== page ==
Postgraduate Institute of Medical Education and Research, Chandigarh is a tertiary care government hospital in north India. About 30 stable preterm neonates are under care each day, spread across three locations—transitional nursery (TN), low birthweight (LBW) room and neonatal nursery (NNN) (table 1). Mothers express their milk 2–3 hourly as per prescribed feeding schedule and mother’s own milk is fed to the babies. There is no facility for human milk bank or prolonged storage of breast milk. Expression of breastmilk and KMC is encouraged for all preterm infants. Mothers have 24 hours access and are involved in baby-care activities. If the EBM is insufficient, formula milk is used to meet the deficit. The infants are fed by gavage till a postmenstrual age (PMA) of 30–32 weeks, after which they are offered spoon or Paladai (small cup-like utensil with narrow tip) feeds as per individual assessment. Bottle feeding is not used in our unit.
Available knowledge and rationale
A three-hourly feeding schedule can overcome the problems of both mothers and nurses, and potentially offer an advantage of faster feed advancement.10 Physiological studies indicate that increasing the feeding interval to 3 hours may lead to better gastric emptying and less risk of feed intolerance.1 2 However, three-hourly feeding regimes are not commonly practised in preterm infants, due to concerns about hypoglycaemia and feed intolerance. In randomised controlled trials (RCTs) of two-hourly versus three-hourly feeding schedules, the risk of hypoglycaemia, feed intolerance and necrotising enterocolitis has been similar.5 6 While Dhingra et al showed decreased use of nursing time, Ibrahim et al found earlier birthweight attainment with three-hourly schedules.5 6 Both trials enrolled neonates within 12–48 hours of life and found the incidence of feed intolerance and hypoglycaemia to be similar between the two schedules. Apart from individual concerns, there may be many barriers to the implementation of evidence into clinical practice.11 Prevailing beliefs and lack of clear written protocols also prevent changing already established practices.12 13 With evidence of safety and other patient benefits of a three-hourly feeding schedule from controlled trials, we planned to introduce the three-hourly schedule in our unit in a gradual manner using plan–do–study–act (PDSA) cycles.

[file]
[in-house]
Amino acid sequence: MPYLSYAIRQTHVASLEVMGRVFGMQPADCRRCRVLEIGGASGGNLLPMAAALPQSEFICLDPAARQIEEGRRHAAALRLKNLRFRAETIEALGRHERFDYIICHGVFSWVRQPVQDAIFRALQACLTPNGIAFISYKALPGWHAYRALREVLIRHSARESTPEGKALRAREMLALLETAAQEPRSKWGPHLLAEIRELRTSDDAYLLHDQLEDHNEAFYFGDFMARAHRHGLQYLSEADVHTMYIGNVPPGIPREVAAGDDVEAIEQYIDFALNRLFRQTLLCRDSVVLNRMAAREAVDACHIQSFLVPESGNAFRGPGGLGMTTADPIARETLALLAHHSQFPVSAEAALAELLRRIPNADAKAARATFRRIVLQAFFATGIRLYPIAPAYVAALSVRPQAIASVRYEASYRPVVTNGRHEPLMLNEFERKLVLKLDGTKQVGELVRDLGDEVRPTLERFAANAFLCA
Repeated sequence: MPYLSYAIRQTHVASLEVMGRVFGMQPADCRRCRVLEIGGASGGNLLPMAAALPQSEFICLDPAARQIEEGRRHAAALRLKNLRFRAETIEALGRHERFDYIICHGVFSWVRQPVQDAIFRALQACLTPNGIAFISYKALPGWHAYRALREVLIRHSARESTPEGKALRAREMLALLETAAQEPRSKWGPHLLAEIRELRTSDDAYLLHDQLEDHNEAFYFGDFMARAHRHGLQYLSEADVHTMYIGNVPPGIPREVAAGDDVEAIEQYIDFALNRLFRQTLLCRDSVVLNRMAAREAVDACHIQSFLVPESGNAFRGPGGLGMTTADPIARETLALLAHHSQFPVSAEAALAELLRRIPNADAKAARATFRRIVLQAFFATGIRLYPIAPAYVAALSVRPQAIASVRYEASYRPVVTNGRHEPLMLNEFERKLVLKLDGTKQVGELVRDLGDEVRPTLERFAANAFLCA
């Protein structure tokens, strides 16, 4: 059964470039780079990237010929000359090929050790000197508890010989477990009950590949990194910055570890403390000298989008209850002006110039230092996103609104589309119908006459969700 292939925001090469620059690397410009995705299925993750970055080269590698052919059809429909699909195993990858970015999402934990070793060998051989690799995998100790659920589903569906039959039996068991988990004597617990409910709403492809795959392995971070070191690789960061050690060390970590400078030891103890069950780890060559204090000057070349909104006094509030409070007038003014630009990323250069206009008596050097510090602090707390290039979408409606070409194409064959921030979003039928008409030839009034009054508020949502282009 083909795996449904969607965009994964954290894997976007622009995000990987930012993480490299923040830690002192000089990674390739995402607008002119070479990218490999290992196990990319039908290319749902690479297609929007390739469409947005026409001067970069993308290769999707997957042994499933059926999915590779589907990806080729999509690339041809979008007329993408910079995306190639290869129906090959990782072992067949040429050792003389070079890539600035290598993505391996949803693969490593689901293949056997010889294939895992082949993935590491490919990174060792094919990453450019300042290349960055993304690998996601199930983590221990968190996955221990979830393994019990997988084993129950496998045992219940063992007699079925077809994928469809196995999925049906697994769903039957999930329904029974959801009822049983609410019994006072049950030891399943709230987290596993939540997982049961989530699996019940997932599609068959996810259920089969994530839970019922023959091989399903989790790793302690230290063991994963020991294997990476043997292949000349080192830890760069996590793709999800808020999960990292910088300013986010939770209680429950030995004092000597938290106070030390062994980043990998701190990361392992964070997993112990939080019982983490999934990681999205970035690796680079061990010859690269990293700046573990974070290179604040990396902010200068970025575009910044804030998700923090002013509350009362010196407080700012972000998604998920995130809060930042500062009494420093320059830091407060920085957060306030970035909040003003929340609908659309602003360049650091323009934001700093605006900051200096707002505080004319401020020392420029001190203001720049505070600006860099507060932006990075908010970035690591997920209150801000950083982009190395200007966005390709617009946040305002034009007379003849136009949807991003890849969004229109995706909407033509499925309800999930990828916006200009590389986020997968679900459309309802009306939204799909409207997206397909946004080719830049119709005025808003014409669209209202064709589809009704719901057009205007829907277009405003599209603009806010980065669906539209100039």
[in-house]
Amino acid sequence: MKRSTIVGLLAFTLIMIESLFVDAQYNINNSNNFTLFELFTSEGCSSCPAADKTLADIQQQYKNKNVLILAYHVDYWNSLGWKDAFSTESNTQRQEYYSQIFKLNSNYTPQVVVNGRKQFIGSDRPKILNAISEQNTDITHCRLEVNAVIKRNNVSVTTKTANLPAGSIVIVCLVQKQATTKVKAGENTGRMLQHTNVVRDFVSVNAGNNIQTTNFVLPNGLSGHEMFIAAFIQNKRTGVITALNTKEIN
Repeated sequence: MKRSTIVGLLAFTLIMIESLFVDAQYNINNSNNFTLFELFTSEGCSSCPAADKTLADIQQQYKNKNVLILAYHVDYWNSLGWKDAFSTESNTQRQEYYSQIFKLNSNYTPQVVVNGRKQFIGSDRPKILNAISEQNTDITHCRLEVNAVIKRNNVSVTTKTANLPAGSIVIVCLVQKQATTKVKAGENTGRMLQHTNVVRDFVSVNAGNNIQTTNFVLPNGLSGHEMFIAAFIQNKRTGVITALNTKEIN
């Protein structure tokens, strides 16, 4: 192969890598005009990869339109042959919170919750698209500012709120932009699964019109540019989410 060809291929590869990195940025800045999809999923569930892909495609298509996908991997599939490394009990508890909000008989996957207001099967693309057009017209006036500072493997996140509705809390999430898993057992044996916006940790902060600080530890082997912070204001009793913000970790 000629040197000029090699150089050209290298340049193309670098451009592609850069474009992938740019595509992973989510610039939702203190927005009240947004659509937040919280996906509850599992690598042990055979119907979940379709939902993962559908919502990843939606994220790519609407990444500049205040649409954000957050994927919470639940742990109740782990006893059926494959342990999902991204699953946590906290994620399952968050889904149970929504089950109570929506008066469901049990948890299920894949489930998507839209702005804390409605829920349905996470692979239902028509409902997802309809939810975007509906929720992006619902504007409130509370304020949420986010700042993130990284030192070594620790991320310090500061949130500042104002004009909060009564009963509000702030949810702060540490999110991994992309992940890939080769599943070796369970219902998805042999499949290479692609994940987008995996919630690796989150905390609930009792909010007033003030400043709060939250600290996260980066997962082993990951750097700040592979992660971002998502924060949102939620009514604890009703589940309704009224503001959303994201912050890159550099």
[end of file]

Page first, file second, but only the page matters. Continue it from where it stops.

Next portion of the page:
We aimed to decrease maternal fatigue by implementing a three-hourly feeding schedule in stable preterm infants >24 hours of life with PMA >32 weeks and weighing >1000 g at birth, over a period of 4 months.
We formed a multidisciplinary Quality improvement (QI) team comprising of an academic consultant, senior resident physician, junior resident physician and nursing officers from abovementioned three neonatal care areas of the hospital. One nursing officer from each area was given the responsibility of supervising the implementation in their area, data collection and attending team meetings. Three nursing officers together with a senior resident and a consultant led the QI initiative for the entire duration. We decided to address the barriers for implementation through a series of PDSA cycles.
The mothers were explained about the study in their own language and verbal consent was obtained. We implemented evidence-based strategies at the system level and objectively monitored for any safety issues. The treating physicians and nurses had complete independence for any management decisions regarding individual patients.